Court upholds dog-fighting sentences | St. Louis Public Radio

Court upholds dog-fighting sentences

Jan 10, 2011

A federal appeals court in Missouri has upheld the sentences of two men who were involved in the one of the largest dog-fighting rings ever broken up in the United States.

Robert Hackman and Teddy Kiriakidis were among four men who pleaded guilty in September 2009 to one charge of conspiring to violate federal animal fighting laws. Hackman and another man also admitted to actually staging a dog fight.

The federal sentencing guidelines called for Hackman and Kiriakidis to serve as little as probation for their crimes. But U.S. District Judge Carol E. Jackson ruled that, because of the extraordinary cruelty, including long-term torture and the execution of animals who didn't perform well in fights, she would sentence them both to more than a year in prison.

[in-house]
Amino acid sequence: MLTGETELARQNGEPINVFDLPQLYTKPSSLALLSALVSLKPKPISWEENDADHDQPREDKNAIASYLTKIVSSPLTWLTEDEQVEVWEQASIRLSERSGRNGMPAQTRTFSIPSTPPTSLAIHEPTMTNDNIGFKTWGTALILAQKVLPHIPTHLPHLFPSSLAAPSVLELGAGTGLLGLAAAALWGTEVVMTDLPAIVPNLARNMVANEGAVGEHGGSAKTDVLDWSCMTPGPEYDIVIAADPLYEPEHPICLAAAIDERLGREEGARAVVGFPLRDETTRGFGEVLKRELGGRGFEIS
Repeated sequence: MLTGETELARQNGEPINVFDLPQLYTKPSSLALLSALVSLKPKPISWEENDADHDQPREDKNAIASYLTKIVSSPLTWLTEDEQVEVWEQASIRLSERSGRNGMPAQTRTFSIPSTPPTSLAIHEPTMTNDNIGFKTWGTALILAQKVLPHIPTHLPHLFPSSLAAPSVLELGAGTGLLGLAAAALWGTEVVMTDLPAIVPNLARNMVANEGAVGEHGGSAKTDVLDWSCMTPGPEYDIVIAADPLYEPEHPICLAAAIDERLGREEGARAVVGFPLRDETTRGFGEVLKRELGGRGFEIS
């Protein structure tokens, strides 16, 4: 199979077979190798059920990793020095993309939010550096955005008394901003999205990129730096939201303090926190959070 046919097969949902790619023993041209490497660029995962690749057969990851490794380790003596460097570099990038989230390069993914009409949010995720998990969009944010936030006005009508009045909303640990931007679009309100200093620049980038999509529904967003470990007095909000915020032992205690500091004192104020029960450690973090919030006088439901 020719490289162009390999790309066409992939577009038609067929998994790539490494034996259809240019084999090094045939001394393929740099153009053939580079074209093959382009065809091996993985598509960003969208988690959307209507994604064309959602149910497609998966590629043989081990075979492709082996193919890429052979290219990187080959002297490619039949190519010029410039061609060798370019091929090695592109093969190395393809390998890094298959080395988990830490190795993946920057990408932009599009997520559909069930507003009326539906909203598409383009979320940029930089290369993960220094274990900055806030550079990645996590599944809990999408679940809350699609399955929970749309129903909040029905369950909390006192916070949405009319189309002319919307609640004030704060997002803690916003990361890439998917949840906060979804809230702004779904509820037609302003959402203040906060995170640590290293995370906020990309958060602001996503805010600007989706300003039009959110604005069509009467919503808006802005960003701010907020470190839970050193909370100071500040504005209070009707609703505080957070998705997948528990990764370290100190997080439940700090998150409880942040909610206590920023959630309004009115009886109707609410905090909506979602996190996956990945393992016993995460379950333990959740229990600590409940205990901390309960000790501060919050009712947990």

In an appeal, Hackman and Kiriakidis argued that Judge Jackson used information that wasn't legally relevant to the crimes they were sentenced for. A three-judge panel disagreed.

It's a moot point for Hackman, who was released from prison in December. Kiriakidis remains behind bars at a federal prison in Kentucky.